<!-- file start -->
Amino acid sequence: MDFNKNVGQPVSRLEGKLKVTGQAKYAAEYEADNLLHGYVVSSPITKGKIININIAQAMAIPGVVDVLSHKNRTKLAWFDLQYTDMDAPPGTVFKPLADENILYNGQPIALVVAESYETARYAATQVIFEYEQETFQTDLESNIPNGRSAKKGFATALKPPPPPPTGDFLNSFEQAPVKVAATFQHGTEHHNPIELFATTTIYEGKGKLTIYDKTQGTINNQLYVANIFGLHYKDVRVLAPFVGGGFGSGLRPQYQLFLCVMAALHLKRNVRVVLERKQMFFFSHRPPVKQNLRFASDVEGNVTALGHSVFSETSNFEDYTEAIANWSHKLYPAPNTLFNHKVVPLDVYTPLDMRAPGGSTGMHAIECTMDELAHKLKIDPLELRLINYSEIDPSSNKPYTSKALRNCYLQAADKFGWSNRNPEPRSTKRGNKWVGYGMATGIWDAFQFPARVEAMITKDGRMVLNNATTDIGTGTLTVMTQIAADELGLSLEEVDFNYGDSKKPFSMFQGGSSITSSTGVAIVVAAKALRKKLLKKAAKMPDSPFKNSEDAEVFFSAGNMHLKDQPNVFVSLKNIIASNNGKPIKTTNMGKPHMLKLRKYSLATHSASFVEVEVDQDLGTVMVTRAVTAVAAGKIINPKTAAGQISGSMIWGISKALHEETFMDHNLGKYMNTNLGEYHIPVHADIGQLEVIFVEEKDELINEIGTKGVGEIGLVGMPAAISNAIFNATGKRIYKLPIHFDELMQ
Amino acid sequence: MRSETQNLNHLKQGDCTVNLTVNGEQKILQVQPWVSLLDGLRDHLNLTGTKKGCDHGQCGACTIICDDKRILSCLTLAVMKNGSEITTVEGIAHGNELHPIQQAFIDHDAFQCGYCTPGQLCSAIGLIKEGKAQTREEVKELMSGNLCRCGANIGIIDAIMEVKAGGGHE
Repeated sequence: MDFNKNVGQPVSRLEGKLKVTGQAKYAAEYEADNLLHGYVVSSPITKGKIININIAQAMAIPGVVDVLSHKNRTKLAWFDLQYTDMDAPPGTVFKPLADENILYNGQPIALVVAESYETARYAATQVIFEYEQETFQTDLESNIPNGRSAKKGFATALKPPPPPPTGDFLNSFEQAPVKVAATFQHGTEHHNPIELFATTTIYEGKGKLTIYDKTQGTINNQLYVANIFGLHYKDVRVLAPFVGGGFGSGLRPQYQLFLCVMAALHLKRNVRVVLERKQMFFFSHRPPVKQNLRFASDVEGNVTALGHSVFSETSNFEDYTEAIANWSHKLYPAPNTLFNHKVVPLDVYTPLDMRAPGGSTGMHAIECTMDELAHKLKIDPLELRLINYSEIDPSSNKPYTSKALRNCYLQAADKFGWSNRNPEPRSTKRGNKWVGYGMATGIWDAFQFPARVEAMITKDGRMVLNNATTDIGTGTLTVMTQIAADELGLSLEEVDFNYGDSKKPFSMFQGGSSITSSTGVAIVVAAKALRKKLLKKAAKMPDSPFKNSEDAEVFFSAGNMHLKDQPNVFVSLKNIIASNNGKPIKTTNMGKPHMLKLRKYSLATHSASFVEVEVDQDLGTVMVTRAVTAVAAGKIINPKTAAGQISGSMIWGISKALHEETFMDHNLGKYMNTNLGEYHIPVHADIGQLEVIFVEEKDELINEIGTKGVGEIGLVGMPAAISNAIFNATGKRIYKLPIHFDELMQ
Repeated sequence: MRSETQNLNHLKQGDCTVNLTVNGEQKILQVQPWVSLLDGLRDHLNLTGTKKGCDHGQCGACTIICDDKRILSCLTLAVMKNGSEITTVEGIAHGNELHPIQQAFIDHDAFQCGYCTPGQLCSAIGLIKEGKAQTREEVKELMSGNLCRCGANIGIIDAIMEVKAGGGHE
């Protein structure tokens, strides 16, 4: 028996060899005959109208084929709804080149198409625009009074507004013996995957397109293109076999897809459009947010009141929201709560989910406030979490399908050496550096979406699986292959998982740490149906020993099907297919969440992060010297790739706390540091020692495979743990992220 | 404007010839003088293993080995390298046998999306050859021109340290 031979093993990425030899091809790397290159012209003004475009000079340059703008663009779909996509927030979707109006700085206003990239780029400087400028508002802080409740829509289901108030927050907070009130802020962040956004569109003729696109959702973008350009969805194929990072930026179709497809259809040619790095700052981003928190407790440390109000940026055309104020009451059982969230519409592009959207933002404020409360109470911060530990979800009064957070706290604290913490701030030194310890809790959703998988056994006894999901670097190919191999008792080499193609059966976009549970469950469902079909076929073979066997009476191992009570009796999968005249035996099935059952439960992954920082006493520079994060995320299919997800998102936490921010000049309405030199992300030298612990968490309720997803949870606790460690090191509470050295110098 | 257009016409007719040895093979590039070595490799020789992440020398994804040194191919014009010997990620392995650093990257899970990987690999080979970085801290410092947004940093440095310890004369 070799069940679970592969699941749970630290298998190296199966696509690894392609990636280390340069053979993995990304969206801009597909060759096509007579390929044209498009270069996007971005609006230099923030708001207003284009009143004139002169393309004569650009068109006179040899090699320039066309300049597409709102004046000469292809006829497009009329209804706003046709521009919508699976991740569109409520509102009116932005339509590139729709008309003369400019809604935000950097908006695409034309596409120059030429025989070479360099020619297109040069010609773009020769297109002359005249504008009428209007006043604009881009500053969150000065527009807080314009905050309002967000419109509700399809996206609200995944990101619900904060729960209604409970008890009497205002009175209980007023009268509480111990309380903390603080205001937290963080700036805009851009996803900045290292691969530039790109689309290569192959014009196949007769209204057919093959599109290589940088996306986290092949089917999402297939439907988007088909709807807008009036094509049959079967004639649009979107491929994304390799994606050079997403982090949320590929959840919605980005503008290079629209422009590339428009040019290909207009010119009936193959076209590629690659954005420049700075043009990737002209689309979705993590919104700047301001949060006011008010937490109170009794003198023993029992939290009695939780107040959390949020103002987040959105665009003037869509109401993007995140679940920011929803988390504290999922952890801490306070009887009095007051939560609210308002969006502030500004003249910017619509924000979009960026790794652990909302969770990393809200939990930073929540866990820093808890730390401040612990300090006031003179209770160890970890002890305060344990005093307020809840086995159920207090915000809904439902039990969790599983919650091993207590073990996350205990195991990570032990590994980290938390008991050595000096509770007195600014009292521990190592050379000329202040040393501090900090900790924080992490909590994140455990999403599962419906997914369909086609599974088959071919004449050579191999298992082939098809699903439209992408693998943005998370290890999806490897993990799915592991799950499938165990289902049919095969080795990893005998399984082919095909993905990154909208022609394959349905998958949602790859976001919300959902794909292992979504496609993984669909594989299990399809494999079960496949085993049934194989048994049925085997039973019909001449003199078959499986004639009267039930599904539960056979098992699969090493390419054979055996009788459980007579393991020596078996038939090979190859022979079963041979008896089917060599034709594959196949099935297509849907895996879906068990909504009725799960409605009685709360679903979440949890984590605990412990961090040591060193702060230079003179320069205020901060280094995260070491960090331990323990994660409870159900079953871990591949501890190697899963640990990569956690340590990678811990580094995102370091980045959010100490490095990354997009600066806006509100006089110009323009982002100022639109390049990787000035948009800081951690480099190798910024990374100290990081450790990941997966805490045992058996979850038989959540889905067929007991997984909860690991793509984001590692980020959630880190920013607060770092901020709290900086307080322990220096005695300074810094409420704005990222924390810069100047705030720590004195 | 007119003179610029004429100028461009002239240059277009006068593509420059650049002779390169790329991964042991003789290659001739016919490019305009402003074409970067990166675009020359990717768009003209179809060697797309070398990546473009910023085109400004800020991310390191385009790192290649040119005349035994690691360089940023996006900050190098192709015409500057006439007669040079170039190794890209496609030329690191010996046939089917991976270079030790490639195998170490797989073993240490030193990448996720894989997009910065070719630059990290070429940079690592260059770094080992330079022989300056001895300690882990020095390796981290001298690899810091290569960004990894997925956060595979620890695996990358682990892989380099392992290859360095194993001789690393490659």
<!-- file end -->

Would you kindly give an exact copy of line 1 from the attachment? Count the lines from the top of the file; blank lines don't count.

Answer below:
Amino acid sequence: MDFNKNVGQPVSRLEGKLKVTGQAKYAAEYEADNLLHGYVVSSPITKGKIININIAQAMAIPGVVDVLSHKNRTKLAWFDLQYTDMDAPPGTVFKPLADENILYNGQPIALVVAESYETARYAATQVIFEYEQETFQTDLESNIPNGRSAKKGFATALKPPPPPPTGDFLNSFEQAPVKVAATFQHGTEHHNPIELFATTTIYEGKGKLTIYDKTQGTINNQLYVANIFGLHYKDVRVLAPFVGGGFGSGLRPQYQLFLCVMAALHLKRNVRVVLERKQMFFFSHRPPVKQNLRFASDVEGNVTALGHSVFSETSNFEDYTEAIANWSHKLYPAPNTLFNHKVVPLDVYTPLDMRAPGGSTGMHAIECTMDELAHKLKIDPLELRLINYSEIDPSSNKPYTSKALRNCYLQAADKFGWSNRNPEPRSTKRGNKWVGYGMATGIWDAFQFPARVEAMITKDGRMVLNNATTDIGTGTLTVMTQIAADELGLSLEEVDFNYGDSKKPFSMFQGGSSITSSTGVAIVVAAKALRKKLLKKAAKMPDSPFKNSEDAEVFFSAGNMHLKDQPNVFVSLKNIIASNNGKPIKTTNMGKPHMLKLRKYSLATHSASFVEVEVDQDLGTVMVTRAVTAVAAGKIINPKTAAGQISGSMIWGISKALHEETFMDHNLGKYMNTNLGEYHIPVHADIGQLEVIFVEEKDELINEIGTKGVGEIGLVGMPAAISNAIFNATGKRIYKLPIHFDELMQ